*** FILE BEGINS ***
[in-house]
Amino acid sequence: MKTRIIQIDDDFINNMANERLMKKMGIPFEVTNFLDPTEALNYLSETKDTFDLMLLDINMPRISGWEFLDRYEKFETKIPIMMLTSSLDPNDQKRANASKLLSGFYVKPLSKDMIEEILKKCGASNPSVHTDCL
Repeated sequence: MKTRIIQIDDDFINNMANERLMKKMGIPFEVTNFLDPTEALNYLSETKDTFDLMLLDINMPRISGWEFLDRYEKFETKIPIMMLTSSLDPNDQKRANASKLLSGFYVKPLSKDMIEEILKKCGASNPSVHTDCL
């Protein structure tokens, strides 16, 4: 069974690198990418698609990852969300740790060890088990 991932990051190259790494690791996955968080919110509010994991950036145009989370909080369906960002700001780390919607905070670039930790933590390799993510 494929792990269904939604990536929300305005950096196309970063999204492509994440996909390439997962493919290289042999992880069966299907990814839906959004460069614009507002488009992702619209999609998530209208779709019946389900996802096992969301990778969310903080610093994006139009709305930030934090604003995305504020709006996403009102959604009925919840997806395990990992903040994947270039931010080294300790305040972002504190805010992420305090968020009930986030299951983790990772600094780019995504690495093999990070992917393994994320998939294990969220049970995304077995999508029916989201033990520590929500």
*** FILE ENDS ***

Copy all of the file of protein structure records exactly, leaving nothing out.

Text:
[in-house]
Amino acid sequence: MKTRIIQIDDDFINNMANERLMKKMGIPFEVTNFLDPTEALNYLSETKDTFDLMLLDINMPRISGWEFLDRYEKFETKIPIMMLTSSLDPNDQKRANASKLLSGFYVKPLSKDMIEEILKKCGASNPSVHTDCL
Repeated sequence: MKTRIIQIDDDFINNMANERLMKKMGIPFEVTNFLDPTEALNYLSETKDTFDLMLLDINMPRISGWEFLDRYEKFETKIPIMMLTSSLDPNDQKRANASKLLSGFYVKPLSKDMIEEILKKCGASNPSVHTDCL
């Protein structure tokens, strides 16, 4: 069974690198990418698609990852969300740790060890088990 991932990051190259790494690791996955968080919110509010994991950036145009989370909080369906960002700001780390919607905070670039930790933590390799993510 494929792990269904939604990536929300305005950096196309970063999204492509994440996909390439997962493919290289042999992880069966299907990814839906959004460069614009507002488009992702619209999609998530209208779709019946389900996802096992969301990778969310903080610093994006139009709305930030934090604003995305504020709006996403009102959604009925919840997806395990990992903040994947270039931010080294300790305040972002504190805010992420305090968020009930986030299951983790990772600094780019995504690495093999990070992917393994994320998939294990969220049970995304077995999508029916989201033990520590929500």